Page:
Melting Glaciers Brought Brick Making to West Barnstable

Feb 12, 2018

Hundreds of bricks are lined up to dry at the West Barnstable Brick Company.
Credit Barnstable Patriot

Just north of Route 6-A in West Barnstable, a narrow path runs through a nature preserve to the edge of what looks like a pond. It’s actually the flooded clay pit from the West Barnstable Brick Company, the ruins of which lie just out of view on the opposite side.

Historian Nancy Vail Shoemaker says the story begins 18 to 20 thousand years ago, when the glaciers came south and melted, leaving behind large deposits of clay.

A brick from the West Barnstable Brick Factory is embedded in the outside wall of the Marston's Mills Post Office.
Credit Brian Morris/WCAI

“It was near the surface and very accessible,” said Shoemaker. “In 1820, Noah Bradford, a potter, had a site here, and he made clay pots, bean pots, dishes out of the clay, and he had a wood-burning kiln to dry it out.”

In 1878, his son started the West Barnstable Brick Company, and the business continued to thrive into the early part of the 20th century. The structures on the 17-acre compound housed a kiln, a mixing area, and a building for the brick molds.

“A lot of the work took place in the open,” Shoemaker said. “They first had to mix the clay in one of the buildings with water and a reds coloring…and then they would pound them down into the forms and the bricks would sit there for weeks to dry out.”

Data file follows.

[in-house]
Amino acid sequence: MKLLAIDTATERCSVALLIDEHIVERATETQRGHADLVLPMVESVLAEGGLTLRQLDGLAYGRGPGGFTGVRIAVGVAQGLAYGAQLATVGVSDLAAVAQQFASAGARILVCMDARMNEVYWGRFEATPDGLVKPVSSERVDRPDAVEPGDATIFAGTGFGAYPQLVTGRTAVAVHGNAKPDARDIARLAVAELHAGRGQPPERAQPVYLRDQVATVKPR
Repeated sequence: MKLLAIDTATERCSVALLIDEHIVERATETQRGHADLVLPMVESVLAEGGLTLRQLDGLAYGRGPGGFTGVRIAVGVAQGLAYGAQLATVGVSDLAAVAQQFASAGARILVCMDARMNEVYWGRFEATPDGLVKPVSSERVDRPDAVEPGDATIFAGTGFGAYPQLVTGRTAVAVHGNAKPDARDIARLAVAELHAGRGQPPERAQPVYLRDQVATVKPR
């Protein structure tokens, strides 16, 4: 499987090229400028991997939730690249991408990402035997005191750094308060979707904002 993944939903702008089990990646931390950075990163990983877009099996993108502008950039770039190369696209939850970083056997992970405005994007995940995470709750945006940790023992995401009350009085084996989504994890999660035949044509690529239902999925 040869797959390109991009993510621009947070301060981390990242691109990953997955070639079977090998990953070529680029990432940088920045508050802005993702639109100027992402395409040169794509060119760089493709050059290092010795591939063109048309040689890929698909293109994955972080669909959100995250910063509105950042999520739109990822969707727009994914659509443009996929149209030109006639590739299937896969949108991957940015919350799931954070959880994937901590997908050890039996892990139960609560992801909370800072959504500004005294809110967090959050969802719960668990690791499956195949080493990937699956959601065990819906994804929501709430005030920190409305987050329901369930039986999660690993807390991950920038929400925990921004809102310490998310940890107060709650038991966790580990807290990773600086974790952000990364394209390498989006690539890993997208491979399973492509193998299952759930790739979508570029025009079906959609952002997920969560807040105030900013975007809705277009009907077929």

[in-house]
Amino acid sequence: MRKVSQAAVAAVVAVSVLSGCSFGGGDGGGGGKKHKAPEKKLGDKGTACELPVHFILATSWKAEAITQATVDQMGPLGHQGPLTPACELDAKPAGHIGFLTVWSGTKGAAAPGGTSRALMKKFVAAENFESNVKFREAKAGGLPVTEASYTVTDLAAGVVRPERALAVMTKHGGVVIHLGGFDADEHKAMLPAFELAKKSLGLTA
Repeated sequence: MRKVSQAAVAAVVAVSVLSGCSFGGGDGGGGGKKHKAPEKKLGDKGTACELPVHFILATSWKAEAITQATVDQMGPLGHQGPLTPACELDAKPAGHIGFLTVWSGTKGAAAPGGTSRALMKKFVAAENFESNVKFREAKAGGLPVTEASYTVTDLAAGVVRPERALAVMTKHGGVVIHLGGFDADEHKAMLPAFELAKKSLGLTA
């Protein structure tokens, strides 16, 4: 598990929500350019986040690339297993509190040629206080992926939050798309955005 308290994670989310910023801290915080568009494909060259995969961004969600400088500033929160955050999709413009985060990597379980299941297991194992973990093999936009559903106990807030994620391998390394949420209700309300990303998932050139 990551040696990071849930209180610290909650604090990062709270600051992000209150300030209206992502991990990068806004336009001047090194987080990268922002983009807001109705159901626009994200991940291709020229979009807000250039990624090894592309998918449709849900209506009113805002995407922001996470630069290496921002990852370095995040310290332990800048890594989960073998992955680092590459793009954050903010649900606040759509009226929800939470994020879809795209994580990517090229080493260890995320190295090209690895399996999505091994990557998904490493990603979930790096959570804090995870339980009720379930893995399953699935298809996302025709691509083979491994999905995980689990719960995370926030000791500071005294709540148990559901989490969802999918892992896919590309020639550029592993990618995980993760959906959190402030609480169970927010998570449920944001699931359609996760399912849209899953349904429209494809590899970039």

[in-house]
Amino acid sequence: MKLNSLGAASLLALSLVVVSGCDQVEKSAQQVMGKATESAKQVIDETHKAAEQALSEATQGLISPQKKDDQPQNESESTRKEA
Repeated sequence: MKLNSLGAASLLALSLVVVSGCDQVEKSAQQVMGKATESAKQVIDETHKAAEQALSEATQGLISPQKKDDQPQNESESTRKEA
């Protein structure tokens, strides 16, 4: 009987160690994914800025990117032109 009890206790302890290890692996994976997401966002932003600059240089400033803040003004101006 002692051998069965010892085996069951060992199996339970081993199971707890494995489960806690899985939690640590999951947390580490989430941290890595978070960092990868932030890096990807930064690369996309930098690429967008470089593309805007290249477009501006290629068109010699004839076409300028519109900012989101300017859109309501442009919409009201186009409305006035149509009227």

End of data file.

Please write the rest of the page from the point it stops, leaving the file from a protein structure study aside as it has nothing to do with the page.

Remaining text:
The factory produced millions of bricks each year. Most were used to build structures on Cape Cod, including the main building at the Marconi wireless station in Wellfleet.

Most of the workers at the brick factory were Portuguese and Finnish immigrants who had come to Cape Cod looking for work. The Portuguese workers built the nearby Our Lady of Hope Catholic church entirely with West Barnstable bricks, which they bought at cost from the factory.

Historian Nancy Vail Shoemaker stands outside Our Lady of Hope Church in West Barnstable, which was built by Catholic Potuguese workers from the brick factory.
Credit Brian Morris/WCAI

“They looked at every single brick to make sure they were all the same color, so when you go in it almost looks fake, because someone cared so much about the standardization of color in the church,” said Shoemaker.

In the early 1930s, the government adopted a new standard for brick measurements, but the size of the West Barnstable bricks was about half an inch short of the mark. It would have been too costly to upgrade the machinery to adapt to the new size.

These two bricks illustrate the slight size difference between older bricks produced at the factory, and those made after the government adopted a new, slightly larger standard size for bricks. This would be one of the reasons for the plant's closure.
Credit Brian Morris/WCAI

And company owners faced more bad news. While drilling to see how much clay remained at the site, they hit an Artesian well – where water is under enough pressure to force it to the surface without pumping.

“The water really sprung up on its own power and flooded not just the pit with the clay, but most of the grounds of the factory,” said Shoemaker.

The company went into foreclosure in December of 1933. Today, the remnants of the West Barnstable Brick Company sit on protected land owned by the Orenda Wildlife Trust.

“What’s left is a few arched brick walls that show that it was a factory, but they are crumbling and crumbling quickly,” said Shoemaker. “Nature has taken over.”